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Helado Negro is Young, Latin & Proud | Gypset Magazine

Helado Negro is Young, Latin & Proud

Premiering The Broad’s Callings Out of Context series, Helado Negro, created by Florida-born producer/singer Roberto Carlos Lange, will bring an intimate performance of his English-Spanish hybrid songs and new dance to the REDCAT– Roy and Edna Disney/CalArts Theater in Downtown Los Angeles on November 5th, 2015. The series is set to feature “hybrid-minded contemporary musical artists that engage, point to and tell stories about the modern market they are simultaneously a part of,” and “will pair artists from divergent corners of the marketplace.”

Gypset Magazine had the opportunity to talk to Roberto Carlos Lange on his musical journey and upcoming REDCAT performance:

Congratulations on all of your success!! Young, Latin & Proud is amassing great attention among our youth, in the mainstream culture, and it was recently called a “quietly empowering” song by Billboard magazine. What moved you to compose such a strong, yet subtle track?

It’s a song that I wrote last year in December, earlier this year in January, and it’s been something that I’ve been thinking about for a long time. It’s a personal song, more than anything. Kind of the way I’ve described it to myself and other people, as well, is kind of like this lullaby; a post-card for me from my younger self, to encourage, soothe and remind myself that, “It’ll be ok.” Growing up with a bi-cultural identity, and how confusing it can be and alienating it becomes… the song is more than anything a soothing encouragement. It’s definitely empowerment, with the lightest touches.

You grew up with a lot of music in your household as a child. What were some of the Latin artists you listened to as a child? And perhaps influenced your music or the way you feel as a Latin musician?

Oh, there’s so many, I think to name one would be a shame, but my father and mother would listen to a lot crooners and pop ballad type of singers from Ecuador, like Julio Jaramillo and an Argentinean singer, kind of like a protest singer, Vierro, he was great… and then more pop oriented songs that were on the radio, like Jose Jose, Juan Gabriel or Leo Dan.. those were the top world aspects of it. There was also a lot of dance music like Merengue, Salsa, Bachata.

Julio Jaramillo was a great musician! I’ve actually introduced his music to some friends, who had never heard of him before. It’s beautiful our parents introduced us at a young age to that romantic and poetic music of their time.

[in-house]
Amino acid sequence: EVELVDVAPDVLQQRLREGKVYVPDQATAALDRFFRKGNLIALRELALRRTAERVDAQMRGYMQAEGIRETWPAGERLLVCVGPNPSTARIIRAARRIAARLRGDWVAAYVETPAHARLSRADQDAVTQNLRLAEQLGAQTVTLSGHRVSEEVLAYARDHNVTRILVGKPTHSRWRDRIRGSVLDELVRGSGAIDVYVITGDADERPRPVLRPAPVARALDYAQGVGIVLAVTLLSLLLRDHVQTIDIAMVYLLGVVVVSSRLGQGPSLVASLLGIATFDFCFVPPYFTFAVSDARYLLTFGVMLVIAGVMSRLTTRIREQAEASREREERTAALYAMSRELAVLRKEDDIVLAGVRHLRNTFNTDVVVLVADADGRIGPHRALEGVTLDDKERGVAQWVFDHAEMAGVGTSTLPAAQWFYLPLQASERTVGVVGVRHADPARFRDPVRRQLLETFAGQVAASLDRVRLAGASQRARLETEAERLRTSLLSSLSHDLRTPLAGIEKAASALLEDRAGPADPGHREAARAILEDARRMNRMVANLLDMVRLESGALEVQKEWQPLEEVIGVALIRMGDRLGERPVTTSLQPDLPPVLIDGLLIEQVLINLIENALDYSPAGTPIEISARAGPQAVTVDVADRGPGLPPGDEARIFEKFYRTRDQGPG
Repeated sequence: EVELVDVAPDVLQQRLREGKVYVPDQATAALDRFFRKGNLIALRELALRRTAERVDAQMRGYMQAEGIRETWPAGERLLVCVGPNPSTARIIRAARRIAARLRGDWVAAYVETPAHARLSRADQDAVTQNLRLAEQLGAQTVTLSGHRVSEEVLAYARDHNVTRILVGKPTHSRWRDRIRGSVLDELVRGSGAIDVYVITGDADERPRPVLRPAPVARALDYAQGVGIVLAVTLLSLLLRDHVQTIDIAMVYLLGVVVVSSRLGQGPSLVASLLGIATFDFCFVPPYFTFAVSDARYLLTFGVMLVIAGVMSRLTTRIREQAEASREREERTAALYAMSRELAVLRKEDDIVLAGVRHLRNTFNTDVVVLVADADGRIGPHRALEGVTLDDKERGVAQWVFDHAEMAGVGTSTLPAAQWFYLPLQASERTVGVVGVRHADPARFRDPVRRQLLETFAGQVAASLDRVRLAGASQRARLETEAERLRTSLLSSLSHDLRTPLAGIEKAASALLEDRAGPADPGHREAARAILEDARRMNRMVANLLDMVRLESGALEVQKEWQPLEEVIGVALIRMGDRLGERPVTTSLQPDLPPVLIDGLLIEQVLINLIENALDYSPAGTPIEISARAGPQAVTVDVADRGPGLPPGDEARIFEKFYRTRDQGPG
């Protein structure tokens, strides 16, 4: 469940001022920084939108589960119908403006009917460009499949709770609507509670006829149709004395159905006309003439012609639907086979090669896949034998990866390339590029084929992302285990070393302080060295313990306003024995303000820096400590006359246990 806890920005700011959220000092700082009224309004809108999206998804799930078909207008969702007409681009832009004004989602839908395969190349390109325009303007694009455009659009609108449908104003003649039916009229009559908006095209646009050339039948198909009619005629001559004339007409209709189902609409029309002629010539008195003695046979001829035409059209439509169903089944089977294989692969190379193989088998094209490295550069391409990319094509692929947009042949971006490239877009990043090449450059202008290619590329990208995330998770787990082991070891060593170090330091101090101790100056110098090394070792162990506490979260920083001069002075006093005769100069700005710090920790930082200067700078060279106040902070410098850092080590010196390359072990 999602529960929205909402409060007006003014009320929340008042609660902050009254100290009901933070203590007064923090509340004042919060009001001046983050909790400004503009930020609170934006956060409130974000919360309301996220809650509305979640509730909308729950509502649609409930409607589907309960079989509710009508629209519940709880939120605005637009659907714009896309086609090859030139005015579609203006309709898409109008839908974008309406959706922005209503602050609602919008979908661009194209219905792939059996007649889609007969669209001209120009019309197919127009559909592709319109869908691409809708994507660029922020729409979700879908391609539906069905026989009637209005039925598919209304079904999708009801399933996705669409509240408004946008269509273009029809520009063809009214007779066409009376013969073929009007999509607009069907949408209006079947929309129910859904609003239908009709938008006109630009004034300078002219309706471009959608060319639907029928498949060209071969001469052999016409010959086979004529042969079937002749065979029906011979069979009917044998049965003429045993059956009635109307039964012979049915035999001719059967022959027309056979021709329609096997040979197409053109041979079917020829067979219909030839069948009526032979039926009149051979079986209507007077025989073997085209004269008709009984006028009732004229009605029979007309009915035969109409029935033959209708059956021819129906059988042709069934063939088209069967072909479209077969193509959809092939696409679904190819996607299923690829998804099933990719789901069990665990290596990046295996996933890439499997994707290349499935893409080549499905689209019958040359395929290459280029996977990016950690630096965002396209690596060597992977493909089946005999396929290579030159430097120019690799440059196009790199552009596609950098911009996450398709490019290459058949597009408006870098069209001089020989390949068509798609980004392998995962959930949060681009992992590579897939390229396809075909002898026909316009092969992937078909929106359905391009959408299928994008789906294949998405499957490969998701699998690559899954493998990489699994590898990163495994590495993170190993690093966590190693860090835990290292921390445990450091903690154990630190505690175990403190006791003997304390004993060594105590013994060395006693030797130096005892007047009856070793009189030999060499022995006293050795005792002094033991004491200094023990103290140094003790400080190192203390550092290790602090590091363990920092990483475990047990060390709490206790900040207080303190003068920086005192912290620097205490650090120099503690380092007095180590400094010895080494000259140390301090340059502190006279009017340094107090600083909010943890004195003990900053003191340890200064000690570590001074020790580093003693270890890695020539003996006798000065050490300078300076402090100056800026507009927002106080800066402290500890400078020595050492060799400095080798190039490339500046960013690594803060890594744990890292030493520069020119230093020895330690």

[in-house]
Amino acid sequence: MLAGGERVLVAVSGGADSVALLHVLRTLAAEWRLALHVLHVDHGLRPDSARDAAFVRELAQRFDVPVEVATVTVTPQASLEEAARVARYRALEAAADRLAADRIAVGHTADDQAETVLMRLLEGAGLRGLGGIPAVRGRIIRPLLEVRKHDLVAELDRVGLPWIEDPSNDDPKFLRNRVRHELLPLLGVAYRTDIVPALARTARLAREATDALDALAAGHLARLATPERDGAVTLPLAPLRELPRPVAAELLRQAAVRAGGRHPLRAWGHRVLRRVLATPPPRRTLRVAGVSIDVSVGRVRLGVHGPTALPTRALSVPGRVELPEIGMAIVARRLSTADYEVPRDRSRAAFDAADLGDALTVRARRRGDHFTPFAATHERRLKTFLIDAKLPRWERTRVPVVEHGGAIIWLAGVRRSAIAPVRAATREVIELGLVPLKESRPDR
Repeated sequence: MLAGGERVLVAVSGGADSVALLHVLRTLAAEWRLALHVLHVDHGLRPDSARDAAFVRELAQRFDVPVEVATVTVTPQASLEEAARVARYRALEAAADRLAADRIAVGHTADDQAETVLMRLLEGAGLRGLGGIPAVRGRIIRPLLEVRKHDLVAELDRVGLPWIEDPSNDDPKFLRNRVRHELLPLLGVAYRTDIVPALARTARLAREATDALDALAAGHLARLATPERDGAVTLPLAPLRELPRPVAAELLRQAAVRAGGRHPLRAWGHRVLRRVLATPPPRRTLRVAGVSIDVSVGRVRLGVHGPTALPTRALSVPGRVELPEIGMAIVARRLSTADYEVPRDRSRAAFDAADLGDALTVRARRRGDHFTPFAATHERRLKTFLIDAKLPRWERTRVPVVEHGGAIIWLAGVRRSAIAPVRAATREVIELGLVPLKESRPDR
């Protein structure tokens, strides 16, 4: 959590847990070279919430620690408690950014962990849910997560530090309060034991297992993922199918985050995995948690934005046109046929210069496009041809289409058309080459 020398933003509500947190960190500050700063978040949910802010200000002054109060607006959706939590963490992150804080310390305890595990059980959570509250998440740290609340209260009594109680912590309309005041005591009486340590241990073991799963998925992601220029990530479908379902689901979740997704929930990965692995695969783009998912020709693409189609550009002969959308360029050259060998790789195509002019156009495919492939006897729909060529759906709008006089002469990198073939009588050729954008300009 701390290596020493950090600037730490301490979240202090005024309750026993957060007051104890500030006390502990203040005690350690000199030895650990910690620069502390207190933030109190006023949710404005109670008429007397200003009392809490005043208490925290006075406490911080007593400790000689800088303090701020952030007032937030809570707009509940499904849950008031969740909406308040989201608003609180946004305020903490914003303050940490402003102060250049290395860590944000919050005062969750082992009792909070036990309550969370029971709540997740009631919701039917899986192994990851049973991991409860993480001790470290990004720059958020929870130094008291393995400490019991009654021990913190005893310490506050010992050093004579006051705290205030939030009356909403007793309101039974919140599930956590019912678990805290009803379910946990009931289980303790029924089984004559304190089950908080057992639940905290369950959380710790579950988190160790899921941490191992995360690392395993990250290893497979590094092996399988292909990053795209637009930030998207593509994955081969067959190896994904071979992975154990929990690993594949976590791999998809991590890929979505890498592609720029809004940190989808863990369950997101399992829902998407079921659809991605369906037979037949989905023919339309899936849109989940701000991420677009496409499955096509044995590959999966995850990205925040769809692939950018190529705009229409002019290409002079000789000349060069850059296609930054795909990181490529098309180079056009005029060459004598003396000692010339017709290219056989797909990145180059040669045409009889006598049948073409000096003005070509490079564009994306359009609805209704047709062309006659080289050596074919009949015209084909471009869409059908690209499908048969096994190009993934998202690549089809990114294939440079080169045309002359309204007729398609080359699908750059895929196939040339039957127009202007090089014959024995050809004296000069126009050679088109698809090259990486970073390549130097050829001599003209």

I definitely pull from that, and I like the more abstract aspects form that singers, like Julio Jaramillo, used to do. But maybe removing some of the sappy aspects and kind of injecting it with social and political undertones, kind of like with Young, Latin and Proud, but still using that pop format.

I’ve read you’re not a “huge sci-fi fan,” I’m curious, what attracts you to these outer world sounds in your music?

I think growing up in South Florida, in Miami and in Fort Lauderdale, in this hyper vividly place… that could be sunny one minute and the next a giant storm comes and crushes you for a good hour. It can be bright, but even then the darkness is really dark—a really scary ass black storm just comes through. Musically, there was also so much of that happening in South Florida. On the radio, late nights there would be electro and disco sounds, kind of like weirder things I don’t think a lot of people grew up listening to at night, if you didn’t live in South Florida. Later on in high school, a lot of people were making underground music and there were many pirate radio stations that existed in the Fort Lauderdale, the neighborhood I lived in. I grew up in a Caribbean neighborhood, and there would be a lot of Caribbean pirate radio stations that would have dance parties, like Reggae and Dancehall, and then in Miami there would be this underground techno, electronic, weird music and radio stations. There used to be a big party in South Florida called the Winter Music Conference and I always felt like that was a retaliation of the commercialization of that music, which becomes a corporate appeal. I think a lot of that was an influence on me.

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How do you feel, now as an artist, playing in underground scenes, showcases or community grassroots events and also play at these bigger commercial events? How do you maintain and balance the richness of your art or the creative, under the radar feel and still be out in the mainstream for people to actually hear of your music?